Dipping into photography

My ‘perceptual consciousness’ is literally buzzing with learning stuff today. I’m writing this a little late tonight as I’ve just got home from a photography course at The Artworks in Halifax. More about this another day as I’ve yet to process all the information which is competing for my brain space at the moment. Oh, I will just mention though that on the website link above you’ll see that there’s a photography exhibition coming up very soon.

However, I do feel that the two photography courses I’ve done at The Artworks: Beginners and Intermediate, although I like to call the last one the ‘Not quite such a beginner course,’ have been true examples of experiential learning. I’m using Tom Boydell’s definition here, ‘ the learner is involved in sorting things out for himself’ through consciously generating cognitions, affects and conations. I identify with Boydell giving the student some responsibility, especially for the why, the purpose. I also just love the image of ideas as non-physical realities, flying about inside one’s mind and how this confusion is the very essence of the learning process. I’ve written before about troublesome learning spaces. I admit to being seriously confused by the buttons and menu systems on my DSLR camera. It’s taken me  8- 10 weeks to learn focussing, and this isn’t a reflection on the tutor or the course, it’s just that I needed experience and time for it to become internalised and part of me. Paul had lesson plans and objectives for each session, but as we began to share our images we discovered photographers, art, how to see beauty in images and developed the confidence to go out and take photographs. I’m sure we learnt far more through our meanderings and serendipitous conversations than he’d initially identified in those plans!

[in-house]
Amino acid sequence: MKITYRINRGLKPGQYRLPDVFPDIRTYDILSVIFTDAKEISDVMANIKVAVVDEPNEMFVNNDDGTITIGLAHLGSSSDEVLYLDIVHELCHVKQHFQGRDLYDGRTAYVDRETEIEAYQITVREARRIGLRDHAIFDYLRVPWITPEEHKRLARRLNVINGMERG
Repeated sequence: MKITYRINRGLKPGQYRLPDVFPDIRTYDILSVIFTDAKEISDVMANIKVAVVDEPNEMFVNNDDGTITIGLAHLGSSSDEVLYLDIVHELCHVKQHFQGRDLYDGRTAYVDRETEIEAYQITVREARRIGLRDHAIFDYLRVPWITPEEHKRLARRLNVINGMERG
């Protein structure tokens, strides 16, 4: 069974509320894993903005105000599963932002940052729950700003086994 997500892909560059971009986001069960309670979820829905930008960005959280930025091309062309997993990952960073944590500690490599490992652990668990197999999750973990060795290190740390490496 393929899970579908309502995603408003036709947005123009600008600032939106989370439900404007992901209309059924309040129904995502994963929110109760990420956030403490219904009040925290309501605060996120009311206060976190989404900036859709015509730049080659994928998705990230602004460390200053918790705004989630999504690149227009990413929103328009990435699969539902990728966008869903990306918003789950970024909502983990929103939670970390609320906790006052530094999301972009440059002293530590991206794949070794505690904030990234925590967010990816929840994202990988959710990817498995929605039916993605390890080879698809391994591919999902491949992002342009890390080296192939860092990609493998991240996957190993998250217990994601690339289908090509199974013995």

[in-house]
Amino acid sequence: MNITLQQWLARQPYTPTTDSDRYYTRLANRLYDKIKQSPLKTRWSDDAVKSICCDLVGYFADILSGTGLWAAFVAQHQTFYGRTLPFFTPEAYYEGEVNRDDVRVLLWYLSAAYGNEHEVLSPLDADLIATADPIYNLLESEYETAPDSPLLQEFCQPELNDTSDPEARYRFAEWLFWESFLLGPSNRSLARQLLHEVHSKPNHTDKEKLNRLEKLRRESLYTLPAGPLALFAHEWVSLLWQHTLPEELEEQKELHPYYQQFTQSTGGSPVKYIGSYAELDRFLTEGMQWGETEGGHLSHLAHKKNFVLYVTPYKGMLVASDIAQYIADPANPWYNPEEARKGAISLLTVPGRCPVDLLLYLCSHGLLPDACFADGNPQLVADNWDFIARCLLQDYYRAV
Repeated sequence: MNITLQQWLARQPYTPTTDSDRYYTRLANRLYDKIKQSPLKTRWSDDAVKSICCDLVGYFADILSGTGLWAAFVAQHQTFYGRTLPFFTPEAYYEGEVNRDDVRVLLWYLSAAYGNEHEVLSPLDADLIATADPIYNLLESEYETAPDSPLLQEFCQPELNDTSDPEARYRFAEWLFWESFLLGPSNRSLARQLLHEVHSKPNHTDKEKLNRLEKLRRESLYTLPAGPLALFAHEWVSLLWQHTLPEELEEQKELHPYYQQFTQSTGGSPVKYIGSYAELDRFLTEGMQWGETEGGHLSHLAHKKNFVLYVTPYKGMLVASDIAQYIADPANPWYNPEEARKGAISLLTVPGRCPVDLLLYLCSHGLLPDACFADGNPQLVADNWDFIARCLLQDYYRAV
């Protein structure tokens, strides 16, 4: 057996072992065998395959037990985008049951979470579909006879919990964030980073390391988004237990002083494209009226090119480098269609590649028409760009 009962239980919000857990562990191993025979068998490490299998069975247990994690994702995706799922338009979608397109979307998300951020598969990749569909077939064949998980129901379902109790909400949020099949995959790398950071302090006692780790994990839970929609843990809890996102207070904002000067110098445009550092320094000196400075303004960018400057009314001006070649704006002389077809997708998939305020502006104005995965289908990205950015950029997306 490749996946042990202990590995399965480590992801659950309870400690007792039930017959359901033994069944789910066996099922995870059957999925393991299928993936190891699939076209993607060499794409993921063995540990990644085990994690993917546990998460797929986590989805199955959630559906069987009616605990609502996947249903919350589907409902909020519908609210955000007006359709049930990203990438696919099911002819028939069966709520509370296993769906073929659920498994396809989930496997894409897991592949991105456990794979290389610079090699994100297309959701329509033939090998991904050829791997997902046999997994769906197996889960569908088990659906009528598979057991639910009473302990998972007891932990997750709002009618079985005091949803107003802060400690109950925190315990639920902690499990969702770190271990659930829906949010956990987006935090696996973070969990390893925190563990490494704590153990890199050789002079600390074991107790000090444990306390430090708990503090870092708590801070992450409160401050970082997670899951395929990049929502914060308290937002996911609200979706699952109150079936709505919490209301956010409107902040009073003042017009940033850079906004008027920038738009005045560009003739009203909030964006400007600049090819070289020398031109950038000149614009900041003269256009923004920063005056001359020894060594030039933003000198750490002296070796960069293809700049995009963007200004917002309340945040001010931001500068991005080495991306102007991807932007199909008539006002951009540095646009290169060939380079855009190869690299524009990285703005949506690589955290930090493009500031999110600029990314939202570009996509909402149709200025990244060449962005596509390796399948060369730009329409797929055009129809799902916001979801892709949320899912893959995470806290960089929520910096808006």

The goals set have been invaluable; week 1 let’s go out and take some photographs and then come in and share the one we like the best. How scary is that? It’s the first week! The homework that week was off the scary scale: take 36 photos. But guess what, most of us did! The following week the homework was to take just 1 photo. I know what you’re thinking “Simples,” but we were expected to explain the composition. The thing is that most of us have done our homework and, may have 3 photos to display in the forthcoming exhibition. Imagine that. After just 12 weeks! This has been a course where we’ve had a sharing and supportive climate. We look at each other’s photos every week and my fellow students and Paul see things in them we haven’t seen ourselves. We can be critical, but there’s always a reason for a photograph not quite ‘doing it,’ and we are beginning to see why.

I think we all ‘tuned in.’ Paul, created a climate where he knew and sensed what was needed. We ‘tuned in’ to Paul.

Oh! I mustn’t forget to mention coming across Fibonacci’s numbers. Paul did warn us that there’s a lot of maths in photography.

I realise I need to include a photo or two now, so here you are.

Media City_          Market St fashion window


As today is the first day of my learning challenge I’ve been anxious about not learning anything and therefore not having anything to write about. I needn’t have worried.

I’ve just stumbled upon Johannes Itten’s table of contrasts which formed a major aspect of his Bauhaus foundation course. It’s said that his theory of composition was rooted in one simple concept: contrasts. Contrasts between light and dark, shapes, colours, and even sensations. His intention was to ‘awaken a vital feeling for the subject through a personal observation.’ In thinking about contrasts his students were ‘to experience them with their senses, objectivize them intellectually, and realize them synthetically.’ The process for this was three-fold:

  1. Get a feeling for each contrast without thinking of it as an image
  2. List ways of putting this sensation across
  3. Make a picture.

In my current photography course I’m taking photos of people, often in busy streets or markets.  I’m wondering if the contrast here is the small moment of stillness captured when an individual is looking at my camera and the business of the street or market context. Using Itten’s contrast table perhaps it’s a ‘still/busy’ contrast. Thanks to the folk at Bolton markets for this one.






I’ve also learnt that my local Tesco store stocks these sweets from my childhood. Barratt seems to have morphed into Candyland but the best thing is that they don’t seem to be smaller!